Risk Mitigation In Global Projects

I was recently asked what are the most relevant, pressing risks that affect global project management, and if I had any ideas regarding risk mitigation. Many come to mind but one stands out immediately: The most significant risk we routinely identify is a globally distanced team. This means geographic separation as well as cultural separation. Teams working in separate regions face tremendous challenges that a co-located team doesn’t have to think about. This is exacerbated when outsourcing, where conflicts in language, time orientation, power distance, culture, and business environment all affect the organization.

The Top Risk: “Globally Distanced Teams”

Organizations facing these work environment risks need to put a considerable investment into risk mitigation — specifically, developing an early strategy to avoid serious long term problems stemming from a distanced team. It turns out that the risks of a distanced team are a principle reason that the “promise of outsourcing” has been toned down over the past decade: Gone is the illusion that you can get solid work for 25 cents on the dollar. “Real” outsourcing costs tend to range anywhere from 70 cents on the dollar to $1.20 on the dollar (yes, outsourcing can often lead to higher costs — but sometimes it’s not just about the investment, but geographic presence, distribution, foreign market penetration, etc.)

Language barriers pose some of the most difficult issues to work around. Being unable to easily communicate means poor communication becomes a barrier to the entire team. This can lead to misunderstood requirements, misinterpretation of directions, even a complete disconnect on whether a team is in trouble or doing fine. Open communication, information radiators, and visibility are central to successful projects, but these ideas will not solve the problem of communication alone. Closely related to language barriers are cultural barriers. Any barriers increase risk, and that means increasing efforts to compensate. The best performing teams create tightly integrated work environments, attend cross-cultural coaching, and set up an active program to educate everyone about the business cultural preferences of each organization.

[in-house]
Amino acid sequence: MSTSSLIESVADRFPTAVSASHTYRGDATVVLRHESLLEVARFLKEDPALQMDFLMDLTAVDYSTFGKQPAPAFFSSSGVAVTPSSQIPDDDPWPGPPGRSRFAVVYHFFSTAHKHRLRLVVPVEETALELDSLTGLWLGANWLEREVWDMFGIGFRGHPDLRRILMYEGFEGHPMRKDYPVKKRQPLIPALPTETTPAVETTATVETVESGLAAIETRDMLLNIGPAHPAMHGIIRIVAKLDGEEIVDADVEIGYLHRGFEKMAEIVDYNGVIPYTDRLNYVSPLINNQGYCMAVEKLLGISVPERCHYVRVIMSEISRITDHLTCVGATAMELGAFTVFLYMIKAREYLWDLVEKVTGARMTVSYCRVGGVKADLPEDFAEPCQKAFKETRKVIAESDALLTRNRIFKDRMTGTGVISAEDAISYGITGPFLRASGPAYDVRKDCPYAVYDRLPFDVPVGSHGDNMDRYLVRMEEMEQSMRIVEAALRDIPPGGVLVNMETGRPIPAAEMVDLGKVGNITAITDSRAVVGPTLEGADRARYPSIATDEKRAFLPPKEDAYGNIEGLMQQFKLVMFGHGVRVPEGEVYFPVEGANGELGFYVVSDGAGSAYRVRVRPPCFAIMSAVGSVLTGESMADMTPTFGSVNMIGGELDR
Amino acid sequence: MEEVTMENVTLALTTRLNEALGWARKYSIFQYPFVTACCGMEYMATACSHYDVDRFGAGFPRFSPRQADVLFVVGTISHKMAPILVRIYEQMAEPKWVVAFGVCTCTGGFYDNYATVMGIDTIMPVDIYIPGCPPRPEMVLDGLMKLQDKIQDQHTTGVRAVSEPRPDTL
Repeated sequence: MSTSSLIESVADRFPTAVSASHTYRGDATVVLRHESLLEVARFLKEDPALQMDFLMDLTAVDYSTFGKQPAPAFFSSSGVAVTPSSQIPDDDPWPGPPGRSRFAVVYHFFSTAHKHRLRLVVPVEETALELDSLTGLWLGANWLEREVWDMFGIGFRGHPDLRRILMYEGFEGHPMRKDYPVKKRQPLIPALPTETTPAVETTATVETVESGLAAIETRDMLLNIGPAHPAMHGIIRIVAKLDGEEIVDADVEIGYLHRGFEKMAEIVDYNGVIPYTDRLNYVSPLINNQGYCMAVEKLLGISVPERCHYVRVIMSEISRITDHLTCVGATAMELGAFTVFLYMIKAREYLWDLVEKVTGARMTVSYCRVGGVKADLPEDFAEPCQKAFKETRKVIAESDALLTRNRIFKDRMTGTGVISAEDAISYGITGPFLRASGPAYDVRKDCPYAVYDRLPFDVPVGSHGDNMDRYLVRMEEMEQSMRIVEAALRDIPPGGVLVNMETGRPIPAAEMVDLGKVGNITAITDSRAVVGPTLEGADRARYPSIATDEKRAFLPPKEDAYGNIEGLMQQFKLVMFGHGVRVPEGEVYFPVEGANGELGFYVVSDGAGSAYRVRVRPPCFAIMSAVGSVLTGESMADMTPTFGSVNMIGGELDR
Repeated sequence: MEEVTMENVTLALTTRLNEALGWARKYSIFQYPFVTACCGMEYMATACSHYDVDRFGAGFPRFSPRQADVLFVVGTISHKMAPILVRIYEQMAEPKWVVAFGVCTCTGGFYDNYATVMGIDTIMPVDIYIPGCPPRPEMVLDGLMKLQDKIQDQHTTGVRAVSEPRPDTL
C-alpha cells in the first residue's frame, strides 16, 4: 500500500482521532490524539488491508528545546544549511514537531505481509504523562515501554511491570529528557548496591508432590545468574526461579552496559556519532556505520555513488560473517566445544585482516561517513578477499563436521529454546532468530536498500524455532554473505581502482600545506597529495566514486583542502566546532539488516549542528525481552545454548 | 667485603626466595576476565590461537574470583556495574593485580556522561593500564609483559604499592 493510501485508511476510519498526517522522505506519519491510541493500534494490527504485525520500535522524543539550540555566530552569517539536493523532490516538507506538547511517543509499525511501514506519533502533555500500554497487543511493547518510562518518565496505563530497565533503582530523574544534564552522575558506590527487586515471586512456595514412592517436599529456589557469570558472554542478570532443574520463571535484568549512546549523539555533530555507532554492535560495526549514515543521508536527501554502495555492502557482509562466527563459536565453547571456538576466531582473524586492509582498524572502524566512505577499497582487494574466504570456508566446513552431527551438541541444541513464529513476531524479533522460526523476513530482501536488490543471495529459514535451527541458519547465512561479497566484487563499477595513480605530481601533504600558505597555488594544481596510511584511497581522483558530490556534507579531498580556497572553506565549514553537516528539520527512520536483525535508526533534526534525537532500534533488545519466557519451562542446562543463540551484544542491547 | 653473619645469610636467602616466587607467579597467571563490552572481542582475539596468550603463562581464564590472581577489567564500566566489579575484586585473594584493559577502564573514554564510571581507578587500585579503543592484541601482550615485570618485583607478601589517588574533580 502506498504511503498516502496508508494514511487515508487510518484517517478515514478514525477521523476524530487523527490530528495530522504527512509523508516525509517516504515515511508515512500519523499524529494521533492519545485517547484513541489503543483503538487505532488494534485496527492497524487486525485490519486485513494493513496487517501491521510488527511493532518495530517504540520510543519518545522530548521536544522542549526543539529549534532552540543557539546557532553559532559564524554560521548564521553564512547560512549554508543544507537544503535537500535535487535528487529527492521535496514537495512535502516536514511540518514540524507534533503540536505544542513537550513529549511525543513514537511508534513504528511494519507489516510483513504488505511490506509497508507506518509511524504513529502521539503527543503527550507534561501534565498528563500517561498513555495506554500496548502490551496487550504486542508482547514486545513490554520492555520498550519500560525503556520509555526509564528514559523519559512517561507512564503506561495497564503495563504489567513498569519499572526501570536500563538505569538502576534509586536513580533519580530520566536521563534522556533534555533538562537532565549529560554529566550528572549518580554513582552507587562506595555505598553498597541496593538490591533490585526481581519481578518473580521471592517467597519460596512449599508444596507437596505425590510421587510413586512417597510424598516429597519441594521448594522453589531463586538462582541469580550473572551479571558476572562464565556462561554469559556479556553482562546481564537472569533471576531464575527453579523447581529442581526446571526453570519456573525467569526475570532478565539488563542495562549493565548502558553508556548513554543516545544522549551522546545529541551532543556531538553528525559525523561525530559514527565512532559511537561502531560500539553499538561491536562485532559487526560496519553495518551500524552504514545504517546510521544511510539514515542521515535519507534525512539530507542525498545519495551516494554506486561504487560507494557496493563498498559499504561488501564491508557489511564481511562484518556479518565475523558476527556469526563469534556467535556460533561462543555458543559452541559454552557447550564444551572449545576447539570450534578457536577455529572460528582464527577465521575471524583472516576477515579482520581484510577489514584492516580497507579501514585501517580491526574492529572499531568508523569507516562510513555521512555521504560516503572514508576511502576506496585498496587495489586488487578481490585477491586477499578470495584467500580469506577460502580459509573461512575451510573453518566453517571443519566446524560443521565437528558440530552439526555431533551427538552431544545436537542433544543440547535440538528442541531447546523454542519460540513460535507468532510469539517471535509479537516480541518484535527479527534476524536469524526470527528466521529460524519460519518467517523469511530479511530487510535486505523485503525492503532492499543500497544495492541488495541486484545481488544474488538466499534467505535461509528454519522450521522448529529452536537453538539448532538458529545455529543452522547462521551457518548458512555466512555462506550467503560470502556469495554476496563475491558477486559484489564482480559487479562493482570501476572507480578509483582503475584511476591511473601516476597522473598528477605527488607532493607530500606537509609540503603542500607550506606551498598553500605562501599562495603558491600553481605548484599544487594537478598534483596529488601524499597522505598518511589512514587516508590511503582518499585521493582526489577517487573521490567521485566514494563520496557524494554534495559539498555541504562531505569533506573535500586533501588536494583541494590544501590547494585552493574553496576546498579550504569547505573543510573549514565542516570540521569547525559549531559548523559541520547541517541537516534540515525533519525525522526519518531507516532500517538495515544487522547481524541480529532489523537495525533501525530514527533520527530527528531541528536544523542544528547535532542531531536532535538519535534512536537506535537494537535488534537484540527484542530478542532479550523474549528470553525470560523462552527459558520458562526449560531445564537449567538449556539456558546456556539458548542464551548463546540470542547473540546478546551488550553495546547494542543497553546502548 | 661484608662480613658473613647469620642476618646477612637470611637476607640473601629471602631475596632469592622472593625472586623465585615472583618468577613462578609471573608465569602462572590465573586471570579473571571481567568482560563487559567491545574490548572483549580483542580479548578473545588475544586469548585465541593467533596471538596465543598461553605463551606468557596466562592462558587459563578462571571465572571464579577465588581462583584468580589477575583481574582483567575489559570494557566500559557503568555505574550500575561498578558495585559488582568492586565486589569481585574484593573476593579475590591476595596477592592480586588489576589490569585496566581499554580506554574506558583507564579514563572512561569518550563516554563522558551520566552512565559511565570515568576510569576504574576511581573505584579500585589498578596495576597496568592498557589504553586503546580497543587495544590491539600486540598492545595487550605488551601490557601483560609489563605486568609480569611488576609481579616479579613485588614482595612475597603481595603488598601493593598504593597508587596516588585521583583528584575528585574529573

Local business environment, cultural bias, and common assumption will contribute to the risk of global projects too, especially those separated by business culture. I once had a U.S. client developing a legal work product solution using East Indian resources. The lack of a common business foundation quickly lead to a serious disconnect regarding business objectives. Not only is the legal system in India much different from that of the U.S., but a pervasive lack of trust in the local legal system put a pall on the entire project. Only by tackling the problem of the disconnected team could the problem be solved. Our risk mitigation include extensive “cross pollination  between the teams, such as bringing all team leaders to the U.S. for extended work periods. This not only improved their understanding of the U.S. legal system, but also changed their perception of what a legal work product could, and should, do.

All of these issues can be mitigated with appropriate practices. The necessary measures will vary from one project or organization to another — there are a lot of variables at work, and that means every project has to be treated uniquely. One common thread is communication. Every global project has to deal with this particular issue at some level. Breaking down these barriers by using process, technology and cultural integration is the key to success. The disconnected team needs to become one team, working as a unit — and that usually means a significant investment in tools, strong processes and team-building exercises. I strongly advocate rotating team members across the organization or project as one example. This helps across the board: It breaks down communication and culture barriers, helps team members get to know one another, lets distant teams experience local culture, and helps to build a collaborative “whole team.”

[quote style=”boxed”]The globalPMguy blog is all about tackling the challenges of international projects. If you’re working with an international partner, in any way, be sure to keep reading![/quote]

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